The immediate aim of the disruption of Al-Qaeda bases and training camps was achieved pretty much straight away. One has to say that a deal with the Taliban, long range patrols and air and electronic surveillance would probably have done to the same extent as has been achieved, but there we are.
The much more difficult goal has been to establish a stable and “friendly” regime in the medium to long term. Has this been achieved after nine long years? No. Why not?
As Clausewitz knew, the question of the desired outcome and the means by which that outcome are to be delivered must always be considered together. They are interdependent.
The strategy was like the traditional three legged stool.
The first “leg” of this triumvirate was the creation of strong, legitimate and democratic national government. It has been a tenet of Western political and military strategy that the means by which that end could best be achieved was by establishing Afghanistan (or any other country in which “we” have been intervening) as a prosperous functioning democracy – what one might call the modern theory of Liberal Interventionism. This is in alleged sharp distinction to the American cold war philosophy: “I don’t care if he’s a sonofabitch, as long as he’s our sonofabitch.”
Crudely put, in the philosophy of Liberal Interventionism, democracy and human rights as perceived in the West are regarded as universal values and virtues which are, or would be, accepted by all peoples given the chance. A certain degree of military force is therefore legitimate in freeing the subjects of tyranny and ignorance and the recipients of the West’s enlightened beneficence. First in with the SAS, then in with the ballot box.
The assumption was that this would be attractive to the Afghan population and create the virtuous circle of a shared goal between the West and the Afghan people which would translate into military and political success. Peace, prosperity and liberal democracy established via the jump start of the judicious use of brute force. It is Liberal Interventionists’ wet dream. Who could doubt its inevitable success? Anyone who had half a brain as it happens.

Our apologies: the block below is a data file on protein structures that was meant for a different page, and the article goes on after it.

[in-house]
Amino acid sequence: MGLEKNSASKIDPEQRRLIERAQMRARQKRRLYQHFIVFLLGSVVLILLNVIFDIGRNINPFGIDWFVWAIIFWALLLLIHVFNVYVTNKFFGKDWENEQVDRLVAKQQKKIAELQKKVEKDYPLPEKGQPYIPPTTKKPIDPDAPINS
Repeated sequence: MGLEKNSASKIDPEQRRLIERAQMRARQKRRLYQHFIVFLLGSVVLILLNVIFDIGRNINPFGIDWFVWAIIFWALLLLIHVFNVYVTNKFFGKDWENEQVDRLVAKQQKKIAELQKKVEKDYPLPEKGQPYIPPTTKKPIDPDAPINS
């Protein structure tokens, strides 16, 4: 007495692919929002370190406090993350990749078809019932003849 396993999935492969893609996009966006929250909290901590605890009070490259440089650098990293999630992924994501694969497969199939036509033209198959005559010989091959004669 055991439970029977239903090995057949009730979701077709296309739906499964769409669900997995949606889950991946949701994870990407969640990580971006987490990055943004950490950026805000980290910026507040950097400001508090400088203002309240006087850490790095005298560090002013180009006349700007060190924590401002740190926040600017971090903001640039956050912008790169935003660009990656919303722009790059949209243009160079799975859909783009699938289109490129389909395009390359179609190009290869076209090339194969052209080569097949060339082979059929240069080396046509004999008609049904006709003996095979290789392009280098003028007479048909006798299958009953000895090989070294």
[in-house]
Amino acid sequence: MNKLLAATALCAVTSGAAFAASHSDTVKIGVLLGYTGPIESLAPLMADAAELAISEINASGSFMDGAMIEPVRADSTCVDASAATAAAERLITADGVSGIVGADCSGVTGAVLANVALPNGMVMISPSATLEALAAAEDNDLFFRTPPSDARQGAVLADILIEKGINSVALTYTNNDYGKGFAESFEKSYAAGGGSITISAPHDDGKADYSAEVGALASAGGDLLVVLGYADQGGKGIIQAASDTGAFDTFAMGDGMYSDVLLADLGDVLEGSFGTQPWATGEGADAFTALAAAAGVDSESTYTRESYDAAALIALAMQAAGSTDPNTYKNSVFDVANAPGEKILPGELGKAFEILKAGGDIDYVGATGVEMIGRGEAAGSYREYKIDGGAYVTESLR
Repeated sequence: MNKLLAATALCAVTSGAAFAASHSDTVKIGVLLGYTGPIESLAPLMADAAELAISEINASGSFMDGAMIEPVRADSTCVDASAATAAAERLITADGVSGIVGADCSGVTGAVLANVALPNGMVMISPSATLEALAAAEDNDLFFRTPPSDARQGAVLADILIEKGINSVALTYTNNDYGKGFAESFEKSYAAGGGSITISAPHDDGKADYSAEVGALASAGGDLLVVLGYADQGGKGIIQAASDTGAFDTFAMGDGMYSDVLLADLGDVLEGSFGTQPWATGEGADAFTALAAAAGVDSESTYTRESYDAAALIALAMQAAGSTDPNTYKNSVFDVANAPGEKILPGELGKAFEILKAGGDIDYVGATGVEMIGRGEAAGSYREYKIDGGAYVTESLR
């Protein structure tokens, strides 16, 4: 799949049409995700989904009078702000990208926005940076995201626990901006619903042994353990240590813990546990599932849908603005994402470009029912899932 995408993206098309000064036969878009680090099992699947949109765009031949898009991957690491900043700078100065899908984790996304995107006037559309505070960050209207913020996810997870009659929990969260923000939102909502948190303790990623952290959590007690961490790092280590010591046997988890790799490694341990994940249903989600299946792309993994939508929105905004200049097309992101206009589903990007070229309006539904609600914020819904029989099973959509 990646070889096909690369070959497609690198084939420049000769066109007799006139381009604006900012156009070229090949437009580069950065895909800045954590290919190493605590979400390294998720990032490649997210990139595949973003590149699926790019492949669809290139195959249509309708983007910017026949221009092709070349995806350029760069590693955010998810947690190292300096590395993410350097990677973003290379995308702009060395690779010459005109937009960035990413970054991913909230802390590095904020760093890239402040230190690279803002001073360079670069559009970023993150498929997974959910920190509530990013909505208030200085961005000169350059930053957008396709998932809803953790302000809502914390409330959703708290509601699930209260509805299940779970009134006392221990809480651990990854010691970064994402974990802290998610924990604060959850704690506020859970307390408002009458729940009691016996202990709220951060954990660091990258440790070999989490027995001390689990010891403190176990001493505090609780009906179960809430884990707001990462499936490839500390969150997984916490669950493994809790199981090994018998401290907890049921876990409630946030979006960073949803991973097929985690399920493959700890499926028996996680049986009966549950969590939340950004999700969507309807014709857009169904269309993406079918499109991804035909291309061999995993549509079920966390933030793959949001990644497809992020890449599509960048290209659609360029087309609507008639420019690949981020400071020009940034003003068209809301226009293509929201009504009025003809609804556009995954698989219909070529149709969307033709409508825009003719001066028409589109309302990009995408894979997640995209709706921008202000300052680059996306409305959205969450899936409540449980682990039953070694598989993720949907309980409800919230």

This strategy depends upon the acceptance by the overwhelming majority of the Afghan people – and most specifically the young and not so young men with the Kalashnikovs and rocket propelled grenades – of both the concept of the legitimate state in some measure run according to these Western values, and of a loyalty to that state which overreaches the personal and local.
In Afghanistan, this cannot and will not happen at the moment. Afghanistan is not a country in the sense of a European nation state. There is no central authority which bases itself on the rule of law as recognised here. There have been interludes of stability with a central government in name (under Mohammed Zahir Shay, 1933 – 1973), but whether this was truly a period of stable government or better described as a period in which there was a truce between the powers that be in Kabul and the provinces, is a very debatable.
In any event, more than 30 years of war have swept away the last vestiges of central control. Beyond Kabul there is merely loyalty to the tribe, clan, warlord, drug dealer, cleric or sect or combination of the same which holds sway at any given time or place, or indeed any appropriate combination of these. And these loyalties are very strong. Despite what General Stanley McChrystal may have had to say, there is no genuine sense of Afghan identity above the common theme of the desire to expel the foreigner which temporarily overrides all other disputes.
Save for this one guiding unifying principle, it is, indeed, “Chaos-istan.” As the most recent and discredited Afghan elections show, the concept of a Western democratic system is alien at best and inimical at worst to large sections of Afghan society. This is not necessarily a criticism of the Afghan. The Liberal Interventionist should bear in mind that it is only perhaps over the last century, after about 2,500 years of various degrees of barbarity, war, absolutism, enlightenment and even genocide that a generally settled system of what we call consensual democracy has become the norm in the West. It is a criticism of the failure to consider, understand and come to terms with the culture in which “we” have intervened. The assumption that it is the only legitimate working model for a functioning society is arrogant.